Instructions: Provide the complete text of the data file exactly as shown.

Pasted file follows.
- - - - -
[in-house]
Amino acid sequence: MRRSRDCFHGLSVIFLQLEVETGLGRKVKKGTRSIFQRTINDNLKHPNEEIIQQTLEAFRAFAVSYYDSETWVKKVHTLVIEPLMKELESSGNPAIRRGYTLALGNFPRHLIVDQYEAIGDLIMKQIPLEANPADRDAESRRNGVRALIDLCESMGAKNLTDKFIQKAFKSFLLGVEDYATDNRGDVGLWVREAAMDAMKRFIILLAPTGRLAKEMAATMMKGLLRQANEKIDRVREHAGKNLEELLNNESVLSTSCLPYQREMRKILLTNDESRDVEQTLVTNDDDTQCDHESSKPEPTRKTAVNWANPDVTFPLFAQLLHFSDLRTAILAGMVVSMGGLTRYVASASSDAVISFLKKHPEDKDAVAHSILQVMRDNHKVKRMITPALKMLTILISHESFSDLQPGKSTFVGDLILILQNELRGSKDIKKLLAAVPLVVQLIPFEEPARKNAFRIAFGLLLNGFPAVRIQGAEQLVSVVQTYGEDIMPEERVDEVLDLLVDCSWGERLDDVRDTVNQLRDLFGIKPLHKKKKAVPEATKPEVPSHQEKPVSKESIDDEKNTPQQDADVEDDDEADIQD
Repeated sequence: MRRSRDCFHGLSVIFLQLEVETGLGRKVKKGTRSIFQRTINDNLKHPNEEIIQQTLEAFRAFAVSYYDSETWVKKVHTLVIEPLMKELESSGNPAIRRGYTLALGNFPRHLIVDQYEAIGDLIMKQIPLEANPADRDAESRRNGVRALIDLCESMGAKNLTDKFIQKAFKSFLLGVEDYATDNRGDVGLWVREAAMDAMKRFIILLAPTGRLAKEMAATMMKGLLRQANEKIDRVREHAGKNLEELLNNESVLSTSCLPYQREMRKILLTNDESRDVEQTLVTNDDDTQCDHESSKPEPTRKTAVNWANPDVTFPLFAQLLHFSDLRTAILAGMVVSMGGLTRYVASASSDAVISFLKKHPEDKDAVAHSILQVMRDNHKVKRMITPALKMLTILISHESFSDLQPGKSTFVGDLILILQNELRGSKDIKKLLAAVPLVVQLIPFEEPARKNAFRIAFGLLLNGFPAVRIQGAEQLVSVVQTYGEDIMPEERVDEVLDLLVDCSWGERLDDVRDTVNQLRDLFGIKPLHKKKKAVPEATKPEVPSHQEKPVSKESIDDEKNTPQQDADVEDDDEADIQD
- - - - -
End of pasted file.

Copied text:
[in-house]
Amino acid sequence: MRRSRDCFHGLSVIFLQLEVETGLGRKVKKGTRSIFQRTINDNLKHPNEEIIQQTLEAFRAFAVSYYDSETWVKKVHTLVIEPLMKELESSGNPAIRRGYTLALGNFPRHLIVDQYEAIGDLIMKQIPLEANPADRDAESRRNGVRALIDLCESMGAKNLTDKFIQKAFKSFLLGVEDYATDNRGDVGLWVREAAMDAMKRFIILLAPTGRLAKEMAATMMKGLLRQANEKIDRVREHAGKNLEELLNNESVLSTSCLPYQREMRKILLTNDESRDVEQTLVTNDDDTQCDHESSKPEPTRKTAVNWANPDVTFPLFAQLLHFSDLRTAILAGMVVSMGGLTRYVASASSDAVISFLKKHPEDKDAVAHSILQVMRDNHKVKRMITPALKMLTILISHESFSDLQPGKSTFVGDLILILQNELRGSKDIKKLLAAVPLVVQLIPFEEPARKNAFRIAFGLLLNGFPAVRIQGAEQLVSVVQTYGEDIMPEERVDEVLDLLVDCSWGERLDDVRDTVNQLRDLFGIKPLHKKKKAVPEATKPEVPSHQEKPVSKESIDDEKNTPQQDADVEDDDEADIQD
Repeated sequence: MRRSRDCFHGLSVIFLQLEVETGLGRKVKKGTRSIFQRTINDNLKHPNEEIIQQTLEAFRAFAVSYYDSETWVKKVHTLVIEPLMKELESSGNPAIRRGYTLALGNFPRHLIVDQYEAIGDLIMKQIPLEANPADRDAESRRNGVRALIDLCESMGAKNLTDKFIQKAFKSFLLGVEDYATDNRGDVGLWVREAAMDAMKRFIILLAPTGRLAKEMAATMMKGLLRQANEKIDRVREHAGKNLEELLNNESVLSTSCLPYQREMRKILLTNDESRDVEQTLVTNDDDTQCDHESSKPEPTRKTAVNWANPDVTFPLFAQLLHFSDLRTAILAGMVVSMGGLTRYVASASSDAVISFLKKHPEDKDAVAHSILQVMRDNHKVKRMITPALKMLTILISHESFSDLQPGKSTFVGDLILILQNELRGSKDIKKLLAAVPLVVQLIPFEEPARKNAFRIAFGLLLNGFPAVRIQGAEQLVSVVQTYGEDIMPEERVDEVLDLLVDCSWGERLDDVRDTVNQLRDLFGIKPLHKKKKAVPEATKPEVPSHQEKPVSKESIDDEKNTPQQDADVEDDDEADIQD